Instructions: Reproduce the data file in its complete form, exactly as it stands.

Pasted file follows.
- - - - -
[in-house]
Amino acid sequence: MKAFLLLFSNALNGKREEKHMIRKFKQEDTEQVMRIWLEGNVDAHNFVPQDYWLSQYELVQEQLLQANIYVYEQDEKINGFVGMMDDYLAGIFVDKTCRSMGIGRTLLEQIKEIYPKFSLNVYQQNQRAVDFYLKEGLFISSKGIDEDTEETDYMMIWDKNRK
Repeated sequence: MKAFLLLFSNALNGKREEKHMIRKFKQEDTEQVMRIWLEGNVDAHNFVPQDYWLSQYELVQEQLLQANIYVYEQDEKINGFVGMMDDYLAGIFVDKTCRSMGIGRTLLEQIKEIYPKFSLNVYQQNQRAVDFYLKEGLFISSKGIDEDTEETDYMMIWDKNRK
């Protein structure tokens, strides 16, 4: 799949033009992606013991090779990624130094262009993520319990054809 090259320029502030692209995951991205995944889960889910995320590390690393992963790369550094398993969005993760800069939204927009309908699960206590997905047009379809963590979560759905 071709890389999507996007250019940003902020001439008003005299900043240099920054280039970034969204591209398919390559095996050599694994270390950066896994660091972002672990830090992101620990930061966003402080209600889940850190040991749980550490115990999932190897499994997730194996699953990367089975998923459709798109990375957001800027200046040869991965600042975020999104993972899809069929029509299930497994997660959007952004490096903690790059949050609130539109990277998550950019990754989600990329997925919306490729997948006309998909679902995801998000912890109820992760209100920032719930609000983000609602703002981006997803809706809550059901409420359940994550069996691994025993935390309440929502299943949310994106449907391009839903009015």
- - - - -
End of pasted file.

[in-house]
Amino acid sequence: MKAFLLLFSNALNGKREEKHMIRKFKQEDTEQVMRIWLEGNVDAHNFVPQDYWLSQYELVQEQLLQANIYVYEQDEKINGFVGMMDDYLAGIFVDKTCRSMGIGRTLLEQIKEIYPKFSLNVYQQNQRAVDFYLKEGLFISSKGIDEDTEETDYMMIWDKNRK
Repeated sequence: MKAFLLLFSNALNGKREEKHMIRKFKQEDTEQVMRIWLEGNVDAHNFVPQDYWLSQYELVQEQLLQANIYVYEQDEKINGFVGMMDDYLAGIFVDKTCRSMGIGRTLLEQIKEIYPKFSLNVYQQNQRAVDFYLKEGLFISSKGIDEDTEETDYMMIWDKNRK
């Protein structure tokens, strides 16, 4: 799949033009992606013991090779990624130094262009993520319990054809 090259320029502030692209995951991205995944889960889910995320590390690393992963790369550094398993969005993760800069939204927009309908699960206590997905047009379809963590979560759905 071709890389999507996007250019940003902020001439008003005299900043240099920054280039970034969204591209398919390559095996050599694994270390950066896994660091972002672990830090992101620990930061966003402080209600889940850190040991749980550490115990999932190897499994997730194996699953990367089975998923459709798109990375957001800027200046040869991965600042975020999104993972899809069929029509299930497994997660959007952004490096903690790059949050609130539109990277998550950019990754989600990329997925919306490729997948006309998909679902995801998000912890109820992760209100920032719930609000983000609602703002981006997803809706809550059901409420359940994550069996691994025993935390309440929502299943949310994106449907391009839903009015």